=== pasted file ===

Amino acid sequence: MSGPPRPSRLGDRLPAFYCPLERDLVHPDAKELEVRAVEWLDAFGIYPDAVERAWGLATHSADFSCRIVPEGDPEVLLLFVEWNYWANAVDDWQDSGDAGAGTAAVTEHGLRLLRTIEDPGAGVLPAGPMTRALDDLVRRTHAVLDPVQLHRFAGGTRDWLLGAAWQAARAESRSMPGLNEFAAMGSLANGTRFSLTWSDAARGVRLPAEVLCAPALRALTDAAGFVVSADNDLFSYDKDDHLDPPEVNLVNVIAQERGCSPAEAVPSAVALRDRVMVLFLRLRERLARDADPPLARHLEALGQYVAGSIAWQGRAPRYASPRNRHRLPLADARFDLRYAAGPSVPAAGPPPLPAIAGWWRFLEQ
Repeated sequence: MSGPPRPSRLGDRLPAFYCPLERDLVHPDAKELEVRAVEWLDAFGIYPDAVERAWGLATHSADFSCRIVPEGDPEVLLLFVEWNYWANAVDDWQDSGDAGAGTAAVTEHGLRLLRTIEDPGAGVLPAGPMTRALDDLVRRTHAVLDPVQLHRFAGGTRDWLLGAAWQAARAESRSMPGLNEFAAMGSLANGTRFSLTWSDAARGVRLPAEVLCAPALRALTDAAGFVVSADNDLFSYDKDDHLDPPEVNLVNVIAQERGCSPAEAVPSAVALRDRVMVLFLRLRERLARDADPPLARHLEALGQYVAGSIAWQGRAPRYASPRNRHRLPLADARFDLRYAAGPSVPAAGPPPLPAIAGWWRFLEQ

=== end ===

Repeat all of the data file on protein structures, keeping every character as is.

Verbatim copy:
Amino acid sequence: MSGPPRPSRLGDRLPAFYCPLERDLVHPDAKELEVRAVEWLDAFGIYPDAVERAWGLATHSADFSCRIVPEGDPEVLLLFVEWNYWANAVDDWQDSGDAGAGTAAVTEHGLRLLRTIEDPGAGVLPAGPMTRALDDLVRRTHAVLDPVQLHRFAGGTRDWLLGAAWQAARAESRSMPGLNEFAAMGSLANGTRFSLTWSDAARGVRLPAEVLCAPALRALTDAAGFVVSADNDLFSYDKDDHLDPPEVNLVNVIAQERGCSPAEAVPSAVALRDRVMVLFLRLRERLARDADPPLARHLEALGQYVAGSIAWQGRAPRYASPRNRHRLPLADARFDLRYAAGPSVPAAGPPPLPAIAGWWRFLEQ
Repeated sequence: MSGPPRPSRLGDRLPAFYCPLERDLVHPDAKELEVRAVEWLDAFGIYPDAVERAWGLATHSADFSCRIVPEGDPEVLLLFVEWNYWANAVDDWQDSGDAGAGTAAVTEHGLRLLRTIEDPGAGVLPAGPMTRALDDLVRRTHAVLDPVQLHRFAGGTRDWLLGAAWQAARAESRSMPGLNEFAAMGSLANGTRFSLTWSDAARGVRLPAEVLCAPALRALTDAAGFVVSADNDLFSYDKDDHLDPPEVNLVNVIAQERGCSPAEAVPSAVALRDRVMVLFLRLRERLARDADPPLARHLEALGQYVAGSIAWQGRAPRYASPRNRHRLPLADARFDLRYAAGPSVPAAGPPPLPAIAGWWRFLEQ